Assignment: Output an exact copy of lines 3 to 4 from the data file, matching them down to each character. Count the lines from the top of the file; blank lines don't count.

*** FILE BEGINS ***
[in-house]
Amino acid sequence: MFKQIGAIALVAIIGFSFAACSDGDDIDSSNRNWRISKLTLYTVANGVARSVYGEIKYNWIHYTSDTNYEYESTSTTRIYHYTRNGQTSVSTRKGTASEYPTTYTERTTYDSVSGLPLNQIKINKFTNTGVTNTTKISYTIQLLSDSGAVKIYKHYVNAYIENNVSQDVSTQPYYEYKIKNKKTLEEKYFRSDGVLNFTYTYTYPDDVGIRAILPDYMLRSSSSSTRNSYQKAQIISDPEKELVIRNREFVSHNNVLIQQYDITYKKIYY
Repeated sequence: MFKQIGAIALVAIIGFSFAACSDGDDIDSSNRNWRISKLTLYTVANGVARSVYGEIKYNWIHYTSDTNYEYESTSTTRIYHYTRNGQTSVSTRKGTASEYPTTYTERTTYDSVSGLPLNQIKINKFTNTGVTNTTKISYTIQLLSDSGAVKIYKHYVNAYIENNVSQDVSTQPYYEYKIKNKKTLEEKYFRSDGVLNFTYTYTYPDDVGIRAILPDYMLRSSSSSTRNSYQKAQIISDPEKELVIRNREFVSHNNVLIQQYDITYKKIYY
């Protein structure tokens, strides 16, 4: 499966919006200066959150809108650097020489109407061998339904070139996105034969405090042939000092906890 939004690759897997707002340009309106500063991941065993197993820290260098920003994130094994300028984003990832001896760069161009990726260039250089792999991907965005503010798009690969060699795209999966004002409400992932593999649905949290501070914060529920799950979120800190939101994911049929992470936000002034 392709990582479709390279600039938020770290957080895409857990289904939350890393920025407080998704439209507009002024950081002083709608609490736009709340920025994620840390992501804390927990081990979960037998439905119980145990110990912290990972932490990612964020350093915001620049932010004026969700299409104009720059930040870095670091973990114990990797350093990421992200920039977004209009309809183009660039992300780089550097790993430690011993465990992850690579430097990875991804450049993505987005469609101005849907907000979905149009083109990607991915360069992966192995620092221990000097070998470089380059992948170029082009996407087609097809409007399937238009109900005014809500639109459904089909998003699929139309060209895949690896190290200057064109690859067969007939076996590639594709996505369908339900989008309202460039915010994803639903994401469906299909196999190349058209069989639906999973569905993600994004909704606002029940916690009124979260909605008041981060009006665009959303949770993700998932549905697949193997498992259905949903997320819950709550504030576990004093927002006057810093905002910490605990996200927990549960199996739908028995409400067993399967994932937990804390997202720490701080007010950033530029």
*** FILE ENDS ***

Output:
Repeated sequence: MFKQIGAIALVAIIGFSFAACSDGDDIDSSNRNWRISKLTLYTVANGVARSVYGEIKYNWIHYTSDTNYEYESTSTTRIYHYTRNGQTSVSTRKGTASEYPTTYTERTTYDSVSGLPLNQIKINKFTNTGVTNTTKISYTIQLLSDSGAVKIYKHYVNAYIENNVSQDVSTQPYYEYKIKNKKTLEEKYFRSDGVLNFTYTYTYPDDVGIRAILPDYMLRSSSSSTRNSYQKAQIISDPEKELVIRNREFVSHNNVLIQQYDITYKKIYY
């Protein structure tokens, strides 16, 4: 499966919006200066959150809108650097020489109407061998339904070139996105034969405090042939000092906890 939004690759897997707002340009309106500063991941065993197993820290260098920003994130094994300028984003990832001896760069161009990726260039250089792999991907965005503010798009690969060699795209999966004002409400992932593999649905949290501070914060529920799950979120800190939101994911049929992470936000002034 392709990582479709390279600039938020770290957080895409857990289904939350890393920025407080998704439209507009002024950081002083709608609490736009709340920025994620840390992501804390927990081990979960037998439905119980145990110990912290990972932490990612964020350093915001620049932010004026969700299409104009720059930040870095670091973990114990990797350093990421992200920039977004209009309809183009660039992300780089550097790993430690011993465990992850690579430097990875991804450049993505987005469609101005849907907000979905149009083109990607991915360069992966192995620092221990000097070998470089380059992948170029082009996407087609097809409007399937238009109900005014809500639109459904089909998003699929139309060209895949690896190290200057064109690859067969007939076996590639594709996505369908339900989008309202460039915010994803639903994401469906299909196999190349058209069989639906999973569905993600994004909704606002029940916690009124979260909605008041981060009006665009959303949770993700998932549905697949193997498992259905949903997320819950709550504030576990004093927002006057810093905002910490605990996200927990549960199996739908028995409400067993399967994932937990804390997202720490701080007010950033530029």